So maybe it’s time we asked: Is there some sort of curse on CBS’ “Two and a Half Men”?
Because it’s hard to watch the recent, rapid public-relations meltdown of Ashton Kutcher — or, as he’s known to more than 8.2 million Twitter followers, @aplusk — and not wonder if replacing Charlie Sheen on a hit TV show isn’t the celebrity equivalent of flying too close to the sun on a pair of waxy wings.
Sheen, undeniably, was more than a little bit broken before CBS landed him, and indeed part of the show’s success from the beginning lay in Chuck Lorre’s ability to harness the more appealing aspects of his star’s tragically flawed character.
Who, after all, doesn’t love a bad boy?
But even bad boys can go too far, as Sheen eventually did — the powers that be at CBS and Warner Bros. who’d managed to ride with the drugs and the domestic violence appear to have drawn the line when the actor began spewing venom about Lorre — and the search began for a star who wouldn’t have to spend so much time standing next to furniture to make it through his scenes.
CBS entertainment president Nina Tassler was probably also looking forward to the end of the semiannual ritual in which she’d stand before members of the Television Critics Association and defend the continued employment of Sheen in light of whatever his recent outrage had been.
Which is why it was all the more surprising when CBS didn’t bother to bring Kutcher in to meet with reporters during the TCA meetings this past summer. And when I asked Tassler why — especially since the network had trotted out Ted Danson, the new guy on “CSI” — her answer struck many of us as, well, odd, and even weirdly unrehearsed, almost as if she hadn’t expected an obvious question:
“The problem is they are in production. There’s a tremendous amount of energy and focus and attention. I mean, I would be lying if I didn’t say when everybody walked on that set on Monday, you could cut the air with knife. It’s a very — it’s a very focused, requires a lot of attention. I think nobody wanted to for one second and don’t forget, you’ve got your blocking. You’ve got your run-through. You’ve got your rewrites. You’ve got a tremendous amount of weight and effort being put into this episode.”
Kutcher, a sitcom veteran — did they not have blocking on “That ’70s Show”? — isn’t, despite what you might have read lately in his own words, an idiot. He could’ve handled a press conference fine, and certainly would have provided a contrast to some of Sheen’s recent interviews.
Seemingly happily married at the time, with a public image that was more playful than predatory, he also appeared to be a guy not likely to keep studio and network suits up nights.
And maybe they’re not losing any sleep over reports of his marital troubles — if domestic bliss were a TV job requirement, we’d probably be down to one or two channels — but then there’s the Joe Paterno thing.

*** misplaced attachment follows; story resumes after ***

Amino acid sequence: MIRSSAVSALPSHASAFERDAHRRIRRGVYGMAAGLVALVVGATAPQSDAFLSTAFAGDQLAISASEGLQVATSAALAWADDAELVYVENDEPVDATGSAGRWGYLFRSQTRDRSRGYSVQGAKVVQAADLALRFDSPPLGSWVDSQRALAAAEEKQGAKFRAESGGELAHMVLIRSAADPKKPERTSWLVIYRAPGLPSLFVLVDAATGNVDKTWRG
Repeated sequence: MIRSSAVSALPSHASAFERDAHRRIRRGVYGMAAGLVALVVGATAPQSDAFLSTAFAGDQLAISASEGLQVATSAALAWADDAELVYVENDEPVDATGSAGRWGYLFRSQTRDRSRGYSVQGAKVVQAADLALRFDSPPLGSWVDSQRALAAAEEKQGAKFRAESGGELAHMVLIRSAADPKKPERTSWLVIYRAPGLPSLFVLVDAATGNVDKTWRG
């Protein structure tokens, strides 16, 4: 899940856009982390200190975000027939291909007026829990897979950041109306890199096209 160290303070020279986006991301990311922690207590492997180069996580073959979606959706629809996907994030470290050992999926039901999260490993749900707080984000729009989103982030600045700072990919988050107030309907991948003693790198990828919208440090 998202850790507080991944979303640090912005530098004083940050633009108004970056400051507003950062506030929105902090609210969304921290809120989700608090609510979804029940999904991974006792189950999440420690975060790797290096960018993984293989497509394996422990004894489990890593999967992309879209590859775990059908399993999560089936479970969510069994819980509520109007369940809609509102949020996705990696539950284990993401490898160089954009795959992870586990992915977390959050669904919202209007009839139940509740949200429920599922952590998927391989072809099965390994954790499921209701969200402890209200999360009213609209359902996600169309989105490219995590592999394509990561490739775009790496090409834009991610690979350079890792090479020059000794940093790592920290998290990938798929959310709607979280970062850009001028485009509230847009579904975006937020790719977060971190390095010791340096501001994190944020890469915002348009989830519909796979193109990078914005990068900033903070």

In the wake of the Penn State coach’s firing, Kutcher reportedly tweeted to his millions of followers: “How do you fire Jo Pa? #insult #noclass as a hawkeye fan I find it in poor taste” (and I say reportedly because I’ve never bothered to follow the guy and he’s since taken down the tweet, though not before it was retweeted by well, just about everyone).
Kutcher’s subsequent explanation, which you can find here, suggests one of the problems many of us wrestle with on Twitter, a medium that makes it easy to speak before we’ve thought, much less researched. He says he “walked by the television and simply saw a headline that Joe Paterno had been fired. Having no more information than that, I assumed that he had been fired due to poor performance as an aging coach.”
To say Kutcher caught hell for posting something that appeared to place more importance on a football coach’s keeping his job than on the welfare of sexually abused children would be putting it mildly.
His solution — to turn “management” of his Twitter feed over to Katalyst Media (a company he, by the way, co-founded) — is bound to annoy people who follow celebrities on Twitter for just the kind of unfiltered ramblings Kutcher helped make popular.
Here’s one response, for instance, on Gizmodo, “Ashton Kutcher Is a Cowardly Quitter.”
I’m reading Kutcher’s action, though, as a sign that though “Two and Half Men’s” ratings may have dropped from the beginning of the season, when curiousity drove millions more than usual to check out the new guy, CBS’ Bad Boy 2.0 project is still viable.
Because while the guy who replaced Charlie might be far from perfect, he at least knows how — and when — to say he’s sorry.